So sad there won't be many more (if any) films like this in the future now that one of the last masters is gone, but I guess every form has its time and place; INVISIBLE TARGET has to pay its dues to the new millennium, too, here and there, especially when it comes to the color grading, the only reason this isn't a five star film.

Don't skip the stunt reel in the end, they really earn it, especially Nicholas Tse.

Meow, Benny Chan, 2017

Actually quite sweet once it starts using Xi Xili as a melodramatic rather than comedic device: a spectator witnessing and sometimes healing the deformations of a Chinese middle class family. Unfortunately Chan takes quite a bit of time to get there, and the first half hour is pretty much unbearable, just one botched attempt at all-out silliness after the other.

Running on Empty, Sidney Lumet, 1988

Simply one of the all-time greats and a good example for why films sometimes are better off with scripts that aren't all that smart or nuanced. This hits so hard precisely because everything is rather clear-cut and idealized. No moral reckoning, no painful introspection, just bodies lost in affect.

In the end this is a special film because it finds the essence of not one, but two actors so perfectly that you just know that, whatever else will happen, they'll always have this, they were caught in their prime, unaware, and nothing can make this vanish. Every single scene with Plimpton and Phoenix... I actually think she's even greater than he is (maybe just because she has the easier role: all attitude in the beginning, and then gradually letting lose; he, on the other hand, has to work overtime to be an angel throughout). While he sometimes reverts to stage tricks, her performance is completely rounded. Her voice, the clarity of her pronunciation, the way she says words like "certifiable"...

The Possessed, Fraco Rossellini & Luigi Bazzoni, 1965

Trying to recreate the pureness of the voyeuristic gaze, but finding yourself trapped in a maze of sleazy rumors and unruly desires. The images used to be at your disposal, but now the tables have turned and you are at their mercy, haunted day and night by faces that read you more than you read them. The hotel, too, isn't a space of abstract desire anymore, but suddenly too close to home, a private ghost behind each corner.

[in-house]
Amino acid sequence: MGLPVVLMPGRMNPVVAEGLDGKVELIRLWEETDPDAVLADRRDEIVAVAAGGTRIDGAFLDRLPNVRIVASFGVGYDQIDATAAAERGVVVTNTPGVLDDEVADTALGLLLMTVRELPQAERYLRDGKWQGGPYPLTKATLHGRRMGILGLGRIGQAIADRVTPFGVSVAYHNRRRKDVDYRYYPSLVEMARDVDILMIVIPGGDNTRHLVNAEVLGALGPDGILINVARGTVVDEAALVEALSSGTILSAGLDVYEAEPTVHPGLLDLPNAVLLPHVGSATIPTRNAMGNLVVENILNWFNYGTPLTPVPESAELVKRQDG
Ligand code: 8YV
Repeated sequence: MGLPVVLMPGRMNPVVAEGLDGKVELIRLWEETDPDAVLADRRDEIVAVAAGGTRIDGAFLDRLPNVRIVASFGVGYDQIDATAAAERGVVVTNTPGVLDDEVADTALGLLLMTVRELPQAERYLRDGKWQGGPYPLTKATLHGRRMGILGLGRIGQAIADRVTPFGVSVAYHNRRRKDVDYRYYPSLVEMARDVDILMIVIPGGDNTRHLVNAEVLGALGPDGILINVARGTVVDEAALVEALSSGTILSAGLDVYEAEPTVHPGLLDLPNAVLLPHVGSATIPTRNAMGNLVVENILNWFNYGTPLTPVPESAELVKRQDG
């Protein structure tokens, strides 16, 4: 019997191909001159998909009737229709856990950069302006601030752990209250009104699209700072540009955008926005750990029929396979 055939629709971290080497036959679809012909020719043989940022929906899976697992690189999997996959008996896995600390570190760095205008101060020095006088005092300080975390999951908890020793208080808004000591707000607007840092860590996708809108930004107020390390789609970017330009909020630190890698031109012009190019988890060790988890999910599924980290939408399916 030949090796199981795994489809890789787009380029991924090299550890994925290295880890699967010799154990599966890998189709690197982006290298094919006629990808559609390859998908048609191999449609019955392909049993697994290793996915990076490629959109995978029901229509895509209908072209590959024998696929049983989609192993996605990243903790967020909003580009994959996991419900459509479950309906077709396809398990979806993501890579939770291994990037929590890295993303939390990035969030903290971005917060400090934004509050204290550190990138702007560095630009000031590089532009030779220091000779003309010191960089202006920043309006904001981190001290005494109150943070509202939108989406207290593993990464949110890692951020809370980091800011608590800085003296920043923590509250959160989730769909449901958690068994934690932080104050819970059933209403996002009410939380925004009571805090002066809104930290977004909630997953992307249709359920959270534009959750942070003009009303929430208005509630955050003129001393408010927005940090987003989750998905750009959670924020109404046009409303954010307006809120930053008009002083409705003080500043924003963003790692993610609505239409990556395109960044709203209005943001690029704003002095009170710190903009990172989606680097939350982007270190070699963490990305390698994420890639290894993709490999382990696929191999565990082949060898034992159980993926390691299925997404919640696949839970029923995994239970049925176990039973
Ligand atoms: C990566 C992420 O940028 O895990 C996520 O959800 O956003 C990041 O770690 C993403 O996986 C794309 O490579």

Arty sixties thrillers (in this case very much Antonioni adjacent, Resnais is in there, too) often go on my nerves, and this one does too, sometimes, but more often than not it stays close enough to the pulpy energy at its core to keep the interest up.

Burden of Love, Yuzo Kawashima, 1955

Can one get impregnated by a drum solo over the phone? Kawashima's film makes a pretty good case for it. An extremely fertile comedy, editing as displacement activity, pheromones are everywhere, though seldom exactly where one wants them to be.

"Whenever you say something, the conversation gets derailed."

T-Wo-Men, Werner Nekes, 1972

Textile erotica for the tactile gaze, sex no longer a game of hide and reveal, but a constellation of different surfaces. Skin is just another texture and the body just another contingency, sometimes establishing itself, always like out of nowhere, in the realm of the eye.

Invisible Man Appears, Nobuo Adachi, 1949

Nothing new under the sun but very charming, an enthusiastic entry in a rather lovely tradition. Not quite as quirky / pulpy as Oda's 1954 version, a bit more basic, focusing strictly on the premise itself, meaning the invisible man gets a lot of invisible screen time, and also several pov shots. Some of those lingering, voyeuristic long takes, when it's no longer completely clear whether we are still seeing through invisible eyes or whether we are just a bit too curious, are quite interesting, though we're of course not yet in Verhoeven territory here. Also, once again, at some point perfectly visible people start dressing up as invisible men, an absurdist concept that might have never been quite properly exploited by cinema.

In the Folds of the Flesh, Sergio Bergonzelli, 1970

A gratuitous shower scene - set in Auschwitz! Say what you will, no one does exploitation quite like the Italians. Only my second Bergonzelli, and he really is something else, there's certainly a method to his madness, even if it's not always clear what method exactly. Here, the plot makes close to zero sense, especially the piled-up twists towards the end. Turns out that someone is or isn't someone else's mother and this changes either everything or nothing.